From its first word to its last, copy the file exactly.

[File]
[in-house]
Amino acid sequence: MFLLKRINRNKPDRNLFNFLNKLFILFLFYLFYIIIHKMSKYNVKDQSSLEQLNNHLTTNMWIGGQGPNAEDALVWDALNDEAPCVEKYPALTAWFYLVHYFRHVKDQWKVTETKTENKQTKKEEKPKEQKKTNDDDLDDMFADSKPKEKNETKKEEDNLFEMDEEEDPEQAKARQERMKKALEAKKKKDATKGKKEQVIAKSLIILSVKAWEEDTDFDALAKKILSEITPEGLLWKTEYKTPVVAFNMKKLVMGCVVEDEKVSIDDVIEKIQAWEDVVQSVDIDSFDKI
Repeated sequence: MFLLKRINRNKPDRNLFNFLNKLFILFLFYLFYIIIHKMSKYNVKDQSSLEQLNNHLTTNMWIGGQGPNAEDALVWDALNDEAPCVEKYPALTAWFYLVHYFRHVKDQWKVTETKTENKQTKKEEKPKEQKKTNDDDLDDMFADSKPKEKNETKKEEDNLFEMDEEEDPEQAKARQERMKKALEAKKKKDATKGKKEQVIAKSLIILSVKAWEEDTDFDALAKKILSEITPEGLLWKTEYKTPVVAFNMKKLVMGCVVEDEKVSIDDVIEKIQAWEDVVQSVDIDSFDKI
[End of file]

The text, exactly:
[in-house]
Amino acid sequence: MFLLKRINRNKPDRNLFNFLNKLFILFLFYLFYIIIHKMSKYNVKDQSSLEQLNNHLTTNMWIGGQGPNAEDALVWDALNDEAPCVEKYPALTAWFYLVHYFRHVKDQWKVTETKTENKQTKKEEKPKEQKKTNDDDLDDMFADSKPKEKNETKKEEDNLFEMDEEEDPEQAKARQERMKKALEAKKKKDATKGKKEQVIAKSLIILSVKAWEEDTDFDALAKKILSEITPEGLLWKTEYKTPVVAFNMKKLVMGCVVEDEKVSIDDVIEKIQAWEDVVQSVDIDSFDKI
Repeated sequence: MFLLKRINRNKPDRNLFNFLNKLFILFLFYLFYIIIHKMSKYNVKDQSSLEQLNNHLTTNMWIGGQGPNAEDALVWDALNDEAPCVEKYPALTAWFYLVHYFRHVKDQWKVTETKTENKQTKKEEKPKEQKKTNDDDLDDMFADSKPKEKNETKKEEDNLFEMDEEEDPEQAKARQERMKKALEAKKKKDATKGKKEQVIAKSLIILSVKAWEEDTDFDALAKKILSEITPEGLLWKTEYKTPVVAFNMKKLVMGCVVEDEKVSIDDVIEKIQAWEDVVQSVDIDSFDKI